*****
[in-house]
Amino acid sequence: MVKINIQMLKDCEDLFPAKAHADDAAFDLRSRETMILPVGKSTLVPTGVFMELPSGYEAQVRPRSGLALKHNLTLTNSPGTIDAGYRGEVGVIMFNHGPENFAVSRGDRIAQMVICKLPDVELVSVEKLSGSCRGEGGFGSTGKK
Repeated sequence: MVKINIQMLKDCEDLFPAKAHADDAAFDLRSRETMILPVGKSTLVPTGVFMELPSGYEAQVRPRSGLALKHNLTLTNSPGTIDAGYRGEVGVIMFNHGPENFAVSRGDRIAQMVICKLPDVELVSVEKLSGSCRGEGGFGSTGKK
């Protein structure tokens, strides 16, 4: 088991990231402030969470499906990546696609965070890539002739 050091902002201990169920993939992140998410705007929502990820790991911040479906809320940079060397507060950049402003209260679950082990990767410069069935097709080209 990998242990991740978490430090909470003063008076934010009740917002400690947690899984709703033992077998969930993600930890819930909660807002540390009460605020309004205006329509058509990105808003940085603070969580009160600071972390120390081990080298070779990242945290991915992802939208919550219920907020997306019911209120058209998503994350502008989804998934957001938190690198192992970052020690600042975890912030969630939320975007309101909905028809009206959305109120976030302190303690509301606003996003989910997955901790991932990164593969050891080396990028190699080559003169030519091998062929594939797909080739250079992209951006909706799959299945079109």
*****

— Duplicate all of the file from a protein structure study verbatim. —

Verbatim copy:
[in-house]
Amino acid sequence: MVKINIQMLKDCEDLFPAKAHADDAAFDLRSRETMILPVGKSTLVPTGVFMELPSGYEAQVRPRSGLALKHNLTLTNSPGTIDAGYRGEVGVIMFNHGPENFAVSRGDRIAQMVICKLPDVELVSVEKLSGSCRGEGGFGSTGKK
Repeated sequence: MVKINIQMLKDCEDLFPAKAHADDAAFDLRSRETMILPVGKSTLVPTGVFMELPSGYEAQVRPRSGLALKHNLTLTNSPGTIDAGYRGEVGVIMFNHGPENFAVSRGDRIAQMVICKLPDVELVSVEKLSGSCRGEGGFGSTGKK
């Protein structure tokens, strides 16, 4: 088991990231402030969470499906990546696609965070890539002739 050091902002201990169920993939992140998410705007929502990820790991911040479906809320940079060397507060950049402003209260679950082990990767410069069935097709080209 990998242990991740978490430090909470003063008076934010009740917002400690947690899984709703033992077998969930993600930890819930909660807002540390009460605020309004205006329509058509990105808003940085603070969580009160600071972390120390081990080298070779990242945290991915992802939208919550219920907020997306019911209120058209998503994350502008989804998934957001938190690198192992970052020690600042975890912030969630939320975007309101909905028809009206959305109120976030302190303690509301606003996003989910997955901790991932990164593969050891080396990028190699080559003169030519091998062929594939797909080739250079992209951006909706799959299945079109």